The Most Popular Tennis Podcast – The Tennis Podcast

Wimbledon, England. The moment Amélie Mauresmo, tournament director of the French Open, declared that women’s tennis was not as attractive as men’s right now, there was little doubt that she would get a buzz.

Among those who objected was a British woman named Katherine Whitaker, who delivered a scathing 10-minute, 35-second critique of Mauresmo on the rising Tennis Podcast show. Whitaker was somewhere between annoyed and dumbfounded at being the former number one. A player ranked first in women’s singles would say this to explain why she assigned men to nine of the tournament’s ten night sessions. She accused Mauresmo of having an “unconscious prejudice” against some of the world’s greatest and most famous female athletes.

The next morning, Whitaker was approached by a public relations officer for the French Open with a suggestion: Would she be willing to join a select group of journalists to speak to Mauresmo?

That Whitaker’s words would come to the attention of Mauresmo, who would later try to rebut her comments, was hard to foresee in 2012, when Whitaker and her boss David Low sat at the dinner table at his parents’ house to record the first episode of their podcast.

“Maybe five people were listening to it,” Lo, a longtime head of tennis communications and BBC radio commentator, said in a recent interview. Over the years, the show has been paused and resumed, with episodes airing irregularly and attracting a tiny audience.

A decade later, “The Tennis Podcast” regularly tops the Apple sports charts in the US, UK, Canada, Australia, and Spain. It’s a favorite of game luminaries and commentators such as Billie Jean King, who auditioned the entire archive, Chris Evert, Pam Shriver, and Mary Carillo. In the US, it recently ranked 40th among all sports podcasts. At certain times, such as during the Mauresmo crisis, this is how the sport talks to itself.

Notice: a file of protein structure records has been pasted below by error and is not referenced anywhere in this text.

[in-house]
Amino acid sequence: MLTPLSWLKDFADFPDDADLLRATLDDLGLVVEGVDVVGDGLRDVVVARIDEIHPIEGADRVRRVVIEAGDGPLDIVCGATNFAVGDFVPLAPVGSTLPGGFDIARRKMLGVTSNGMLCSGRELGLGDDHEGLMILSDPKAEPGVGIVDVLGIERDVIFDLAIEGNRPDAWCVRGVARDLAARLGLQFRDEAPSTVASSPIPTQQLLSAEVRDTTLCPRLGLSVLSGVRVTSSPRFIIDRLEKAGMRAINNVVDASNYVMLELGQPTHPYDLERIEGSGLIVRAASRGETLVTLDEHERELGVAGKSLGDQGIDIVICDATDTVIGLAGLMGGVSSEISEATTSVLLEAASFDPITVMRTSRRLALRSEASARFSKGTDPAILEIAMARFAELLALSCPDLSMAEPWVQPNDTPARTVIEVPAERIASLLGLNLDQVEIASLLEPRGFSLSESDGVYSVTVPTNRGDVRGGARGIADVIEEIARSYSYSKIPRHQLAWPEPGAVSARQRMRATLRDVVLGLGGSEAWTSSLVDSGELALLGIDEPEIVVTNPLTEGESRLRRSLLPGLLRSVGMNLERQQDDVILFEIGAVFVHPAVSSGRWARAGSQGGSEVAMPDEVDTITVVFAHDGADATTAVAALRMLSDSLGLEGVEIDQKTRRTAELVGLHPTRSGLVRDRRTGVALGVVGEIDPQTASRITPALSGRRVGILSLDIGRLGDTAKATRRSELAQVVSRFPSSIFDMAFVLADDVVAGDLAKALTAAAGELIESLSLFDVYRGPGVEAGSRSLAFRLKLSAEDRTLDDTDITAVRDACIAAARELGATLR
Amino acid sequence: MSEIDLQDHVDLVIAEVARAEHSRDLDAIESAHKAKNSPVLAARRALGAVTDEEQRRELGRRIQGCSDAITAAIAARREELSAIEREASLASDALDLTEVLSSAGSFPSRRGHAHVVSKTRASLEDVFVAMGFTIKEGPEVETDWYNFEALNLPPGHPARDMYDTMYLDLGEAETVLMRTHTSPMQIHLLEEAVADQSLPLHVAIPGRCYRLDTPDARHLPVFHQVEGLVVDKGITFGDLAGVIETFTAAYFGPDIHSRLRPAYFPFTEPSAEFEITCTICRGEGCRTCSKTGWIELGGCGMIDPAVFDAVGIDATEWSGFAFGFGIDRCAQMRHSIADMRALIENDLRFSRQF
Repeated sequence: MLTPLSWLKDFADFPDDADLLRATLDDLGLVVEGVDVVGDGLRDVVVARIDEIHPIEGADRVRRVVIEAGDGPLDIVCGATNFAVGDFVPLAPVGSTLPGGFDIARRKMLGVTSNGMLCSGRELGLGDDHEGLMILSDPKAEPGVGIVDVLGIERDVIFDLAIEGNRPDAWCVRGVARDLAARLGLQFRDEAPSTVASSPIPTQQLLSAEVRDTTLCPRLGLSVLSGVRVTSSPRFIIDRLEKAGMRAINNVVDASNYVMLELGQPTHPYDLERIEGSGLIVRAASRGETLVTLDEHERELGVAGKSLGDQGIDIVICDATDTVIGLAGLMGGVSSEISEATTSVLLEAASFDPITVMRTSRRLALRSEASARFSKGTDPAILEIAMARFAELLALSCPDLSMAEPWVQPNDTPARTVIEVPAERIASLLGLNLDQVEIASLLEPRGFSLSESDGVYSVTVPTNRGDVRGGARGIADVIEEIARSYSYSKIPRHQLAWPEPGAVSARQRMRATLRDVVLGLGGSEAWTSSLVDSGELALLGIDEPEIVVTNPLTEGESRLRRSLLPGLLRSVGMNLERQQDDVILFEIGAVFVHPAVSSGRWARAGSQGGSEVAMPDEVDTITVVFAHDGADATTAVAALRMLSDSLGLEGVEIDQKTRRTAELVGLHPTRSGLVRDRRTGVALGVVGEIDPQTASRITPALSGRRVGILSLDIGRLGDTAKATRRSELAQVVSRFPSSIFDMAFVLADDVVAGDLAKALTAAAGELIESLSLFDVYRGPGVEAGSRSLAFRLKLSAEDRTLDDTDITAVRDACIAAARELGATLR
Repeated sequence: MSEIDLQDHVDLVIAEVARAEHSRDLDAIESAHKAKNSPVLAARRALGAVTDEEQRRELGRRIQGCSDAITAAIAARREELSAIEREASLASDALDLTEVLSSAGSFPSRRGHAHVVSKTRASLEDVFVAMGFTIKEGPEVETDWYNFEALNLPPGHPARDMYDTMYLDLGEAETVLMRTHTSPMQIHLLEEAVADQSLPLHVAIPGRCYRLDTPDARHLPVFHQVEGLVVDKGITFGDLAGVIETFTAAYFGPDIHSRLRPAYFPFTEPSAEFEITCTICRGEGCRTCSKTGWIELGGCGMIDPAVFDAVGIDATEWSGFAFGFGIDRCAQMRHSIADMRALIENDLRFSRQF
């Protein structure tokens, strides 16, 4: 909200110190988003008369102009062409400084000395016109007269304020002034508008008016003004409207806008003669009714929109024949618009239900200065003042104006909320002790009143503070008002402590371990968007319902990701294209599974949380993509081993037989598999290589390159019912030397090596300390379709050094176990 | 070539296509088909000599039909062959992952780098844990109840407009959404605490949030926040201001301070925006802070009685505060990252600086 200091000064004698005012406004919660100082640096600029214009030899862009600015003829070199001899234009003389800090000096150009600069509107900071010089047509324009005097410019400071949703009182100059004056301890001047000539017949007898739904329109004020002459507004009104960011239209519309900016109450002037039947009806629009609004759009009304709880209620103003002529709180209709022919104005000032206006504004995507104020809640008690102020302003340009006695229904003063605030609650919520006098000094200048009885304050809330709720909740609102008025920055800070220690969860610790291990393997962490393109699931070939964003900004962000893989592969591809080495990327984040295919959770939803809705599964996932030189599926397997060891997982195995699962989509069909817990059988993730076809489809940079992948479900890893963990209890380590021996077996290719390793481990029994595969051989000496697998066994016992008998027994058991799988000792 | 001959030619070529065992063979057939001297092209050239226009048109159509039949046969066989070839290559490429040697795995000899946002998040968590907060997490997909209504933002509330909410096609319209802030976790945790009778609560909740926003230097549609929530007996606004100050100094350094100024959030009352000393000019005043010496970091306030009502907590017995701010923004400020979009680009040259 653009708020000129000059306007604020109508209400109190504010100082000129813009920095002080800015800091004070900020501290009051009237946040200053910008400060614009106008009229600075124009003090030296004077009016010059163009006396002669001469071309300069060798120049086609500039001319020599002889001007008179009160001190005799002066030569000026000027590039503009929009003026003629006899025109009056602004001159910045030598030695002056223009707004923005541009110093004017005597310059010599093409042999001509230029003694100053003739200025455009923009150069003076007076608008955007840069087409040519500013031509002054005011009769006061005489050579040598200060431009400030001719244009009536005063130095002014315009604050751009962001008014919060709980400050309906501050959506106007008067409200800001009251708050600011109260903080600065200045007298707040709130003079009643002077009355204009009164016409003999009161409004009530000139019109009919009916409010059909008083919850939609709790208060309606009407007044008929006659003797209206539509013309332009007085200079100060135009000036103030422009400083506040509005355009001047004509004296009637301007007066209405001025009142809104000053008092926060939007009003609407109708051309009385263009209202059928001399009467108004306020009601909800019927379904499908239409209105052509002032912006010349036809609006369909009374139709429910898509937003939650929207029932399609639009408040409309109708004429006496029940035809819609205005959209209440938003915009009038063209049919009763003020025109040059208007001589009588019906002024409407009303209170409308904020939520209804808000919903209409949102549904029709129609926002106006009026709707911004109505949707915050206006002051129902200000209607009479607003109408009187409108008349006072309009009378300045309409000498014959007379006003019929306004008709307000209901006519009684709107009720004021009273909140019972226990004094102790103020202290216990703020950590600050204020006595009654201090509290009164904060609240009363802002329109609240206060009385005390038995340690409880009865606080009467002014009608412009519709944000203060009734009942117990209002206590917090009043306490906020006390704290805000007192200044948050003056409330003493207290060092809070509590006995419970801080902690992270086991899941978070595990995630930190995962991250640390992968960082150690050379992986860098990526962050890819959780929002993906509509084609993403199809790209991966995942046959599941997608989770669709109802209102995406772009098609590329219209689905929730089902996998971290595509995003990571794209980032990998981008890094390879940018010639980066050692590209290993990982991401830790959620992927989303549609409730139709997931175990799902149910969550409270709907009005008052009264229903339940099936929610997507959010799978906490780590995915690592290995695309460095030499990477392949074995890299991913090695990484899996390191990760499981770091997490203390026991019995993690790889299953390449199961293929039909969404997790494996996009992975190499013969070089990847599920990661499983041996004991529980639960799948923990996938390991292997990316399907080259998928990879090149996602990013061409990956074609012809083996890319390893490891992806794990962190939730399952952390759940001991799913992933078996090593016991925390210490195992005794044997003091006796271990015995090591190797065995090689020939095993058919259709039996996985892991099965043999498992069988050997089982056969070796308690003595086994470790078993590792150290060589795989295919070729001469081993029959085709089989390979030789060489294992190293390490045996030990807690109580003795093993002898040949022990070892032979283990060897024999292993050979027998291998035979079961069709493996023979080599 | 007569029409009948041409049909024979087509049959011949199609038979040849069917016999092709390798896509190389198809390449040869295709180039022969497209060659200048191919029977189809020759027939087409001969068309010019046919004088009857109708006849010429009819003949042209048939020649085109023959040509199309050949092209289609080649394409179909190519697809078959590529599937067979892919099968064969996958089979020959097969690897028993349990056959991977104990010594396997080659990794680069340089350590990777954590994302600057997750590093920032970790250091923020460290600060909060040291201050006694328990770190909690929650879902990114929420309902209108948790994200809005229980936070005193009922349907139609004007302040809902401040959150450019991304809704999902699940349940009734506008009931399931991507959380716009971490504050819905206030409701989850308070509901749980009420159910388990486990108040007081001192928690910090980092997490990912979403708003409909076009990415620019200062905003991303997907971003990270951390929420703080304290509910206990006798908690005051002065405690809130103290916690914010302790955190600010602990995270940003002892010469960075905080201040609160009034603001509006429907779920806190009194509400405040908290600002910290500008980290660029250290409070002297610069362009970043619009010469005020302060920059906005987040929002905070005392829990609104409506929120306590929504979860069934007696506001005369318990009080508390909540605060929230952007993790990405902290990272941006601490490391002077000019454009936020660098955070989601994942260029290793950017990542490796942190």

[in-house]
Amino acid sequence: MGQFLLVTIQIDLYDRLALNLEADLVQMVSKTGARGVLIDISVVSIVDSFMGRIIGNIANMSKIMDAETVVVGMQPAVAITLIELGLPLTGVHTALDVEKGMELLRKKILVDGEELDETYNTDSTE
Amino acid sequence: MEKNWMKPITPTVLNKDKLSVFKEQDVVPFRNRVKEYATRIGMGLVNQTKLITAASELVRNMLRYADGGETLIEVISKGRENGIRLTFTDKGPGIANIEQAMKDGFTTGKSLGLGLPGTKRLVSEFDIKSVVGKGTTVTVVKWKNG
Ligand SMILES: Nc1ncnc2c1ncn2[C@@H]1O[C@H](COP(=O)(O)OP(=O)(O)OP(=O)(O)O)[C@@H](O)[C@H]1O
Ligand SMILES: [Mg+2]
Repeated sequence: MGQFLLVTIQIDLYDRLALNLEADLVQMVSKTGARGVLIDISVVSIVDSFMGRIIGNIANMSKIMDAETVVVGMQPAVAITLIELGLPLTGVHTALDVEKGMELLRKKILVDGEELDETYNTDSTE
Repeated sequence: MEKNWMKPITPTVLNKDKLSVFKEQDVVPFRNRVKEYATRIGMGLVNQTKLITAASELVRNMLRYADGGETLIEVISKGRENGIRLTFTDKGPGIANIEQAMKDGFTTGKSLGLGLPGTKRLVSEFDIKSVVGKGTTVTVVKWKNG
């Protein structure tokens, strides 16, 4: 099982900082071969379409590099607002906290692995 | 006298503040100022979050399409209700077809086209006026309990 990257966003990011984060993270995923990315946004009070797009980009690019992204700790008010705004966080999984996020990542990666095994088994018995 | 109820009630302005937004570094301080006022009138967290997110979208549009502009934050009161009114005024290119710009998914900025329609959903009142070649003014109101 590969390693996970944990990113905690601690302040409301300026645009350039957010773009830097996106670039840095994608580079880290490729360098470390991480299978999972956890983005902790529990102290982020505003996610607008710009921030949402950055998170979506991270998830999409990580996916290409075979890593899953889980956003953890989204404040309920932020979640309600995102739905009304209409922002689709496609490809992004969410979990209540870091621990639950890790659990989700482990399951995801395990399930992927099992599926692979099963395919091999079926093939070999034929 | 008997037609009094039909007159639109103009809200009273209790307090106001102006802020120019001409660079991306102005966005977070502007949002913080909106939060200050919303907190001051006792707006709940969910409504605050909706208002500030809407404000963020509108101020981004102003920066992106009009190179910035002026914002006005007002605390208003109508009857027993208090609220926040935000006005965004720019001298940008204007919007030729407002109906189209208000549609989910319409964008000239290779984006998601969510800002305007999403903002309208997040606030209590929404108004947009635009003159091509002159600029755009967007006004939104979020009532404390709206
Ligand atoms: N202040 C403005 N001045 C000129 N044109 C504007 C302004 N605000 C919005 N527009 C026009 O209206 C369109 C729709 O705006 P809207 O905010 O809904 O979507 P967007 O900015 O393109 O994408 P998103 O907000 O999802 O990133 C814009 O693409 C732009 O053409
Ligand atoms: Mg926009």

“I’m a nerd,” Carillo said in late May, just before the taping of a special 10th anniversary show, high above Philippe Chatrier’s main court at Roland Garros. “These guys know their stuff. And they are funny. You can’t pretend to be funny.”

Each sport has several must-have lists. Most of the hosts who come to their podcasts are from established platforms or have large media companies behind them.

Whitaker, Lowe and Matthew Roberts, who started as an intern on the Twitter show in 2015 while he was still in college, are the genre’s charming garage band that have broken through, though they’re not sure why. Maybe tennis debate sounds more appropriate with a British accent? “The Tennis Podcast” was an interesting test case for the crowded podcast market, where it’s hard to attract an audience and even harder to make a living, as all three are trying to do.

Roberts, 26, is still unsure if this is a legitimate career choice.

“Maybe I’ll write more?” he thought one evening in Paris.

At larger events, such as the small competition here at the All England Club this week, the band will set up microphones and a pint at the picnic table from time to time, although with a growing legion of fans, especially at Wimbledon, such an arrangement becomes more problematic.

On the show (and in their lives), 48-year-old Lo plays the goofy but caring father. He knows nothing about most of the pop culture references. He often fights Whitaker, 36, as if she were a much younger half-sister. Roberts serves as a wise son beyond his years, often resolving their disputes.

“And he can do those pesky jumps on the left,” Whitaker said of Roberts, who played in junior tennis tournaments and has a degree in modern languages.